Table 11.2-4 (English Units). EMISSION FACTORS FOR ASPHALT phalt blowing: coating asphaltd(SCC 3-05-001-02)3.4ENDAsphalt blowing: saturant asphalt withafterburnerd(SCC 3-05-001-01)0.0043DNDAsphalt blowing: coating asphalt with afterburnerd(SCC 3-05-001-02)0.017DNDShingle saturation: dip saturator, drying-in drumsection, wet looper, and coatere(SCC 3-05-001-16)0.091DNDShingle saturation: dip saturator, drying-in drumsection, wet looper, and coater with ESPf(SCC 3-05-001-16)0.098DNDShingle saturation: dip saturator, drying-in drumsection, and coaterg(SCC 3-05-001-17)NDShingle saturation: dip saturator, drying-in drumsection, and wet looper with HEAFh(SCC 3-05-001-18)0.094DND0.26DND0.32DNDAsphalt blowing: saturant asphalt(SCC 3-05-001-01)Shingle saturation: spray/dip saturator, drying-indrum section, wet looper, coater, and storagetanksj(SCC 3-05-001-19)Shingle saturation: spray/dip saturator, drying-indrum section, wet looper, coater, and storagetanks with HEAFj(SCC 3-05-001-19)0.0019EMISSIONFACTORRATINGDAsphalt blowingk(SCC 3-05-001-10)ND0.27EAsphalt blowing with afterburnerk(SCC 3-05-001-10)ND3.7Eabcdefghjk1/95Factors represent uncontrolled emissions unless otherwise noted. Emission factors in lb/ton ofshingles produced unless noted. SCC Source Classification Code. ND no data.ESP electrostatic precipitator. HEAF high-energy air filter.Total organic compounds as measured with an EPA Method 25A (or equivalent) samplingtrain.Reference 10. Saturant blow of 1.5 hours. Expressed as lb/ton of asphalt processed.Reference 10. Coating blow of 4.5 hours. Expressed as lb/ton of asphalt processed.References 6-7.Reference 6.Reference 7.Reference 9.Reference 8.Reference 3. Emission factors in lb/ton of saturated felt produced.Mineral Products Industry11.2-11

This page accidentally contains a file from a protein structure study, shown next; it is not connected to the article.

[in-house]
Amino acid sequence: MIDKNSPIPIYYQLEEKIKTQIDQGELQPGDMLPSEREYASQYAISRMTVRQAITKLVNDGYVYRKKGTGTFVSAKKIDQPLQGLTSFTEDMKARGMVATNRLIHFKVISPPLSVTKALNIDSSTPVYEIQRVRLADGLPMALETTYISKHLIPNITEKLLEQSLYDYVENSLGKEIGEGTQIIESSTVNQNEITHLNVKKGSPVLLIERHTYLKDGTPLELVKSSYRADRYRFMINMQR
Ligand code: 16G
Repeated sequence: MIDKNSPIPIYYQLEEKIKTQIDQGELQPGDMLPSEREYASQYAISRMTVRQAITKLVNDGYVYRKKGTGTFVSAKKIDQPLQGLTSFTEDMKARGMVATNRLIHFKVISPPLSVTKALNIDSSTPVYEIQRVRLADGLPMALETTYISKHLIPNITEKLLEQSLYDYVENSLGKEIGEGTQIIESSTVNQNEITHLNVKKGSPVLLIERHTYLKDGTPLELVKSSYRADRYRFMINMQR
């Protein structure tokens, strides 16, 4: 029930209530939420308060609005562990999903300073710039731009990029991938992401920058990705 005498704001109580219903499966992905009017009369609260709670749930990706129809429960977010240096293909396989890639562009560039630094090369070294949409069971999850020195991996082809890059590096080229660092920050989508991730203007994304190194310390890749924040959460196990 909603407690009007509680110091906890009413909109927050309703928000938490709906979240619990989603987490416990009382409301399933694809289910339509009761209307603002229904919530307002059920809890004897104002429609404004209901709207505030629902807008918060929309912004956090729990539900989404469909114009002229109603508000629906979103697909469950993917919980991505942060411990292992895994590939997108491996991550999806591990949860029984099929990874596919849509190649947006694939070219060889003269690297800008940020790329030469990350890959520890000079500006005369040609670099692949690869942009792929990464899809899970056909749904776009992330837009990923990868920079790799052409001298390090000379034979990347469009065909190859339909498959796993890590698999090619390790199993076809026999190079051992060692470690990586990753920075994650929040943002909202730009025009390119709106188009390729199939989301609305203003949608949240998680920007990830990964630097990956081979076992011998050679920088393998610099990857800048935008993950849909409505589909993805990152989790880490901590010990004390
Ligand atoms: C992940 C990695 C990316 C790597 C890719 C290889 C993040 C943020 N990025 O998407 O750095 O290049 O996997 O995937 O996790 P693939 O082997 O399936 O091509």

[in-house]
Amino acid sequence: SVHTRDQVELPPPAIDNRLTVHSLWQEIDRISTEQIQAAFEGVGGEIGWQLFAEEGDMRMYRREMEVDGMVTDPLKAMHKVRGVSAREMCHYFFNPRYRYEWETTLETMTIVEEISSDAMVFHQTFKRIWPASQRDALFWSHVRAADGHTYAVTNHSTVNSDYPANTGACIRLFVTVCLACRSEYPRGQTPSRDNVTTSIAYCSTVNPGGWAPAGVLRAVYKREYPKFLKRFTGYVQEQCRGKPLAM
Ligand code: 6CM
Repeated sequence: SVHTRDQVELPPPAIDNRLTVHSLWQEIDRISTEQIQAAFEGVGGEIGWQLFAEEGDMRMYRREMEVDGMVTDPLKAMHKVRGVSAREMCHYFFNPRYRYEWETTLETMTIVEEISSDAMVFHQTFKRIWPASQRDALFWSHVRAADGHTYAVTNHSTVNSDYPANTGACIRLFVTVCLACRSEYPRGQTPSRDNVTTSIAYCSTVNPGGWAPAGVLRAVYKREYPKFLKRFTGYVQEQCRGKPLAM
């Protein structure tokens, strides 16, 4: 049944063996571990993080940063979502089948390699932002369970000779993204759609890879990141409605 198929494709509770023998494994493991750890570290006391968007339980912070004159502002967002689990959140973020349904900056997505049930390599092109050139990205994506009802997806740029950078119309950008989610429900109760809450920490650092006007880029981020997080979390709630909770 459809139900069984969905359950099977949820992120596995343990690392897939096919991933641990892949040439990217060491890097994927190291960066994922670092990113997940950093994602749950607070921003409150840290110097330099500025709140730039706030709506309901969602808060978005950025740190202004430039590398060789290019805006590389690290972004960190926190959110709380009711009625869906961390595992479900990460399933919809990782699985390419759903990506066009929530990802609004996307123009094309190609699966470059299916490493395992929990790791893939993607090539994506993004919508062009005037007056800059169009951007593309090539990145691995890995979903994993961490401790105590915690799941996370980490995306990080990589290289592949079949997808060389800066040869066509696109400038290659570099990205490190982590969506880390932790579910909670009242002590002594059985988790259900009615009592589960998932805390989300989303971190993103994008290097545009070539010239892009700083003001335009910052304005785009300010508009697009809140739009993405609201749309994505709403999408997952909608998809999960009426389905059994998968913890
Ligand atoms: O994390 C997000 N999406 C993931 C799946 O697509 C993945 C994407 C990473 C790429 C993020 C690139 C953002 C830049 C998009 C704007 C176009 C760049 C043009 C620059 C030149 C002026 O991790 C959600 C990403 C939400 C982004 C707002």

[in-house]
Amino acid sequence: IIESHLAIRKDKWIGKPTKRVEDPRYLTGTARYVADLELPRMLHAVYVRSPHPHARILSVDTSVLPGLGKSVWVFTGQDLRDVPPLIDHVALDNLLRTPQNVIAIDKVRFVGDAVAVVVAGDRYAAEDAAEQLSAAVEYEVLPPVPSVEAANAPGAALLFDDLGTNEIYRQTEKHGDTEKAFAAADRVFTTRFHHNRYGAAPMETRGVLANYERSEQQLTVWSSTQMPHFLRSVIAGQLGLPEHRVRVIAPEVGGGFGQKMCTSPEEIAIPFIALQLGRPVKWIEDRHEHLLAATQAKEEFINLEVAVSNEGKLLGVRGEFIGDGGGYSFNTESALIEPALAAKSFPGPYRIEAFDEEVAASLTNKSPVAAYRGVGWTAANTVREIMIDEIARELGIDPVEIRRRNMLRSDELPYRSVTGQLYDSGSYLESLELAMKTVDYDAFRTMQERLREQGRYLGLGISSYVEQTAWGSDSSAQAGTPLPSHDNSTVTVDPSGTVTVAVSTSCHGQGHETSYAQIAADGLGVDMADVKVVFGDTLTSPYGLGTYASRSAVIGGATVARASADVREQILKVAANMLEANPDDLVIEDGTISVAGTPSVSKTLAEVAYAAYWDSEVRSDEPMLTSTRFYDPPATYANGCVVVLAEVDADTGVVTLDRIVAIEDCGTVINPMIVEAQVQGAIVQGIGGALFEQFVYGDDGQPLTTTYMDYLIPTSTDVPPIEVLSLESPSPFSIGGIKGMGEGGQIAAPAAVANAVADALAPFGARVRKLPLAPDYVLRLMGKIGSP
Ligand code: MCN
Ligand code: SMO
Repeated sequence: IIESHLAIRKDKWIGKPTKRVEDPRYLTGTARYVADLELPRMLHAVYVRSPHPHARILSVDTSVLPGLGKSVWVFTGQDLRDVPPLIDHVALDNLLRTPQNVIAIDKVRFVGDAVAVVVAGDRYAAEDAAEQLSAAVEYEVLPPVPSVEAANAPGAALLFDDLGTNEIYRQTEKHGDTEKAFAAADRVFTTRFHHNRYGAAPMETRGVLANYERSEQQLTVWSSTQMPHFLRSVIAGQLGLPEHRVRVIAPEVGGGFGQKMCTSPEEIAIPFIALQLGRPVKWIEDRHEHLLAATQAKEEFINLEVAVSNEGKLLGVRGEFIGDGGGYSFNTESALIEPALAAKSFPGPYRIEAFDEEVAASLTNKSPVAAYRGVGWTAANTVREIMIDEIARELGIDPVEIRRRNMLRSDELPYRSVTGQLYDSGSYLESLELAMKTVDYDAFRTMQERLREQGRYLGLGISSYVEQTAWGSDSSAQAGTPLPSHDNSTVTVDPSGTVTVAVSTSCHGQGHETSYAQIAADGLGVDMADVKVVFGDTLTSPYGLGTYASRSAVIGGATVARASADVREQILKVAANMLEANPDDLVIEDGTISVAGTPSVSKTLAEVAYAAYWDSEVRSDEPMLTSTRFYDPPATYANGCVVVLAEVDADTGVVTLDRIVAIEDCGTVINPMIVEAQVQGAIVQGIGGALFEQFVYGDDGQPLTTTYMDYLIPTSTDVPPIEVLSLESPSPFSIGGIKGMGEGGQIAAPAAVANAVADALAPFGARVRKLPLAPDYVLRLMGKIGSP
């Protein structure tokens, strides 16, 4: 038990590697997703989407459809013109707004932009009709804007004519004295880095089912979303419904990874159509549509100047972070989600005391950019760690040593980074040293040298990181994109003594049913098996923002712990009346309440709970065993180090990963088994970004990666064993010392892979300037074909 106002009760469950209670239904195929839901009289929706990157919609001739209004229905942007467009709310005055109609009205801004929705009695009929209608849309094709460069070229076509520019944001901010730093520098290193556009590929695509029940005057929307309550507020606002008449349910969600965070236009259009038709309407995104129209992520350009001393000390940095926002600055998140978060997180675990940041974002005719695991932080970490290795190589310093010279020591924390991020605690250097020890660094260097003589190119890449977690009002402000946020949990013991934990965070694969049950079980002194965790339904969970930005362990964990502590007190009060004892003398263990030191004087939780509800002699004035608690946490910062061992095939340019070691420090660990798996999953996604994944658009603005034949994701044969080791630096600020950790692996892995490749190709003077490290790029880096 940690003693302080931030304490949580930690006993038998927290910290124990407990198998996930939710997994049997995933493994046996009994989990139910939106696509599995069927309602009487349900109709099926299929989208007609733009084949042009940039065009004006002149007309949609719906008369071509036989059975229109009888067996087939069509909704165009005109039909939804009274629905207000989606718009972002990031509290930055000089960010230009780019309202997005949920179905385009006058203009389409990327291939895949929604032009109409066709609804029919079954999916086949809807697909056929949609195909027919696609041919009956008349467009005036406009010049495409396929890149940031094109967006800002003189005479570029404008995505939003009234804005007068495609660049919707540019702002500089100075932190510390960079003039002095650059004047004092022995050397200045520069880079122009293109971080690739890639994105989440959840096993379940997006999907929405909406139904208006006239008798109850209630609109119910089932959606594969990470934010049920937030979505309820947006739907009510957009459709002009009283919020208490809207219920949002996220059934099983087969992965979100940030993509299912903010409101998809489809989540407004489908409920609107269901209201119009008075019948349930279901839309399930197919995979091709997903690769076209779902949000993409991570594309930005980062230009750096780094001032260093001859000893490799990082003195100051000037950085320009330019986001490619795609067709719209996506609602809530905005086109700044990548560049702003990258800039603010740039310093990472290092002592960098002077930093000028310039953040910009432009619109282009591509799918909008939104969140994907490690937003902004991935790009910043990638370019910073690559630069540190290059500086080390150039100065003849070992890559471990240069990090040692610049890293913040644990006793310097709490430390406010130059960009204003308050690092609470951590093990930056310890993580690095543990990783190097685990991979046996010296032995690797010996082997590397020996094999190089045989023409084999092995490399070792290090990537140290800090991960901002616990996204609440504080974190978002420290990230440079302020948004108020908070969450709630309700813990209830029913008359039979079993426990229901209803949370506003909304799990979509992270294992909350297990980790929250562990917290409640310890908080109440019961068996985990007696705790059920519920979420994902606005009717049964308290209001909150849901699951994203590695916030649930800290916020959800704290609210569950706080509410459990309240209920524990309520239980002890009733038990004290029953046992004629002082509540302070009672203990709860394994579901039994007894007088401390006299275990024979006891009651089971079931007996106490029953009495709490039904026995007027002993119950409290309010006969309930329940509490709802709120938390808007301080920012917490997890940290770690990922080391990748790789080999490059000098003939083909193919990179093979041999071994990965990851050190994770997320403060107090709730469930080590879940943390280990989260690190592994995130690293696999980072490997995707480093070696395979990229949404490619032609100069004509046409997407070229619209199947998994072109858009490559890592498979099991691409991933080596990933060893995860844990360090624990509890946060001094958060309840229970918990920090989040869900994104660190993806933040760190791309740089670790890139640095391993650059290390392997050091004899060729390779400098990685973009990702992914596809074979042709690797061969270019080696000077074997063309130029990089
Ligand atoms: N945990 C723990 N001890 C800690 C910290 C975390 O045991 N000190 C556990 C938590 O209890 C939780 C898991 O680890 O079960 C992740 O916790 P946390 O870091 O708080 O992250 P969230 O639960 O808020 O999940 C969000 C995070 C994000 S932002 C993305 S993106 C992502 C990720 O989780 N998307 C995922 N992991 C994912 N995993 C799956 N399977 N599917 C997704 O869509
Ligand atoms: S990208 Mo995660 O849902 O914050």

References For Section 11.21.Written communication from Russel Snyder, Asphalt Roofing Manufacturers Association,Rockville, MD, to Richard Marinshaw, Midwest Research Institute, Cary, NC, May 2, 1994.2.J. A. Danielson, Air Pollution Engineering Manual (2nd Ed.), AP-40, U. S. EnvironmentalProtection Agency, Research Triangle Park, NC, May 1973. Out of print.3.Atmospheric Emissions from Asphalt Roofing Processes, EPA Contract No. 68-02-1321, PedcoEnvironmental, Cincinnati, OH, October 1974.4.L. W. Corbett, "Manufacture of Petroleum Asphalt," Bituminous Materials: Asphalts, Tars,and Pitches, 2(I), Interscience Publishers, New York, 1965.5.Background Information for Proposed Standards Asphalt Roofing Manufacturing Industry,EPA 450/3-80-021a, U. S. Environmental Protection Agency, Research Triangle Park, NC,June 1980.6.Air Pollution Emission Test, Celotex Corporation, Fairfield, Alabama, EMB ReportNo. 76-ARM-13, U. S. Environmental Protection Agency, Research Triangle Park, NC,October 1976.7.Air Pollution Emission Test, Certain-Teed Products, Shakopee, Minnesota, EMB ReportNo. 76-ARM-12, U. S. Environmental Protection Agency, Research Triangle Park, NC, May1977.8.Air Pollution Emission Test, Celotex Corporation, Los Angeles, California, EMB ReportNo. 75-ARM-8, U. S. Environmental Protection Agency, Research Triangle Park, NC, August1976.9.Air Pollution Emission Test, Johns Manville Corporation, Waukegan, Illinois, EMB ReportNo. 76-ARM-13, U. S. Environmental Protection Agency, Research Triangle Park, NC, August1976.10.Air Pollution Emission Test, Elk Roofing Company, Stephens, Arkansas, EMB ReportNo. 76-ARM-11, U. S. Environmental Protection Agency, Research Triangle Park, NC, May1977.11.2-12EMISSION FACTORS1/95

11.2 Asphalt Roofing 11.2.1 General1-2 The asphalt roofing industry manufactures asphalt-saturated felt rolls, fiberglass and organic (felt-based) shingles, and surfaced and smooth roll roofing. Most of these products are used in roof construction, but small quantities are used in walls and other building applications. 11.2.2 Process Description1-4